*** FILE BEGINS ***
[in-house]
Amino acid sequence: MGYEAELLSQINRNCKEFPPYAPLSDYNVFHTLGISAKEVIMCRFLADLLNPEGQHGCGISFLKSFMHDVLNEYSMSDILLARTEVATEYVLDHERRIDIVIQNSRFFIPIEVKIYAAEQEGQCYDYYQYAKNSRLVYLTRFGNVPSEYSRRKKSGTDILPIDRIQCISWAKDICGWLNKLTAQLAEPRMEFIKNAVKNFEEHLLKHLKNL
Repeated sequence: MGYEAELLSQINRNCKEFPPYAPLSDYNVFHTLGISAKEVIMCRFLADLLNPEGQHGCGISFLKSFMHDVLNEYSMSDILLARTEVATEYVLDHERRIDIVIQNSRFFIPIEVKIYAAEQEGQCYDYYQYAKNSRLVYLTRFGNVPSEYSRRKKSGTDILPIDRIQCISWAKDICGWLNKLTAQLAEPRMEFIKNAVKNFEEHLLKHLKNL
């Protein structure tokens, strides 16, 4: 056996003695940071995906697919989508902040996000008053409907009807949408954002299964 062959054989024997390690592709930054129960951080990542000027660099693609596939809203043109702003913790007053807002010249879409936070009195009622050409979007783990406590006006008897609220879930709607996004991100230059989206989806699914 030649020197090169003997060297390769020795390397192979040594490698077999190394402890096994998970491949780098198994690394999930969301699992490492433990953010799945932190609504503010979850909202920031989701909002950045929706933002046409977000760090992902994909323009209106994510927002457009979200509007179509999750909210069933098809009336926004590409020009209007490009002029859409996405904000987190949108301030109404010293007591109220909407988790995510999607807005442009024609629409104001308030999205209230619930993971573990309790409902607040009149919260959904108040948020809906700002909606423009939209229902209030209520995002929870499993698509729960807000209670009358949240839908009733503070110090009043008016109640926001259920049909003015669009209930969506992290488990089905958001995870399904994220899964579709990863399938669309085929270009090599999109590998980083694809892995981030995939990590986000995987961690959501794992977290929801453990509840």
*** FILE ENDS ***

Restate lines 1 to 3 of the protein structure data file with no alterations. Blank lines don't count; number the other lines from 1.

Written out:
[in-house]
Amino acid sequence: MGYEAELLSQINRNCKEFPPYAPLSDYNVFHTLGISAKEVIMCRFLADLLNPEGQHGCGISFLKSFMHDVLNEYSMSDILLARTEVATEYVLDHERRIDIVIQNSRFFIPIEVKIYAAEQEGQCYDYYQYAKNSRLVYLTRFGNVPSEYSRRKKSGTDILPIDRIQCISWAKDICGWLNKLTAQLAEPRMEFIKNAVKNFEEHLLKHLKNL
Repeated sequence: MGYEAELLSQINRNCKEFPPYAPLSDYNVFHTLGISAKEVIMCRFLADLLNPEGQHGCGISFLKSFMHDVLNEYSMSDILLARTEVATEYVLDHERRIDIVIQNSRFFIPIEVKIYAAEQEGQCYDYYQYAKNSRLVYLTRFGNVPSEYSRRKKSGTDILPIDRIQCISWAKDICGWLNKLTAQLAEPRMEFIKNAVKNFEEHLLKHLKNL